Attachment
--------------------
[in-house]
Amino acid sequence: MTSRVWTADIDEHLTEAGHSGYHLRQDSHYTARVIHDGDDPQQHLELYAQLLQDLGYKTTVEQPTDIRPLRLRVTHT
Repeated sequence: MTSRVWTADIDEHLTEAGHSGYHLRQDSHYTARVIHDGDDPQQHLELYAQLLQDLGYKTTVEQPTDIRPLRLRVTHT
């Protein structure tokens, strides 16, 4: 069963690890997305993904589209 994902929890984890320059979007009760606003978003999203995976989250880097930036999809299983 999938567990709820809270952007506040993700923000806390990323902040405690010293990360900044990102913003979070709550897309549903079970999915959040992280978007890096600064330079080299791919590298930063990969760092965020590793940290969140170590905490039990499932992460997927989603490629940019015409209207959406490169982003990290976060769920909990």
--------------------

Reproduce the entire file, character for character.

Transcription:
[in-house]
Amino acid sequence: MTSRVWTADIDEHLTEAGHSGYHLRQDSHYTARVIHDGDDPQQHLELYAQLLQDLGYKTTVEQPTDIRPLRLRVTHT
Repeated sequence: MTSRVWTADIDEHLTEAGHSGYHLRQDSHYTARVIHDGDDPQQHLELYAQLLQDLGYKTTVEQPTDIRPLRLRVTHT
């Protein structure tokens, strides 16, 4: 069963690890997305993904589209 994902929890984890320059979007009760606003978003999203995976989250880097930036999809299983 999938567990709820809270952007506040993700923000806390990323902040405690010293990360900044990102913003979070709550897309549903079970999915959040992280978007890096600064330079080299791919590298930063990969760092965020590793940290969140170590905490039990499932992460997927989603490629940019015409209207959406490169982003990290976060769920909990």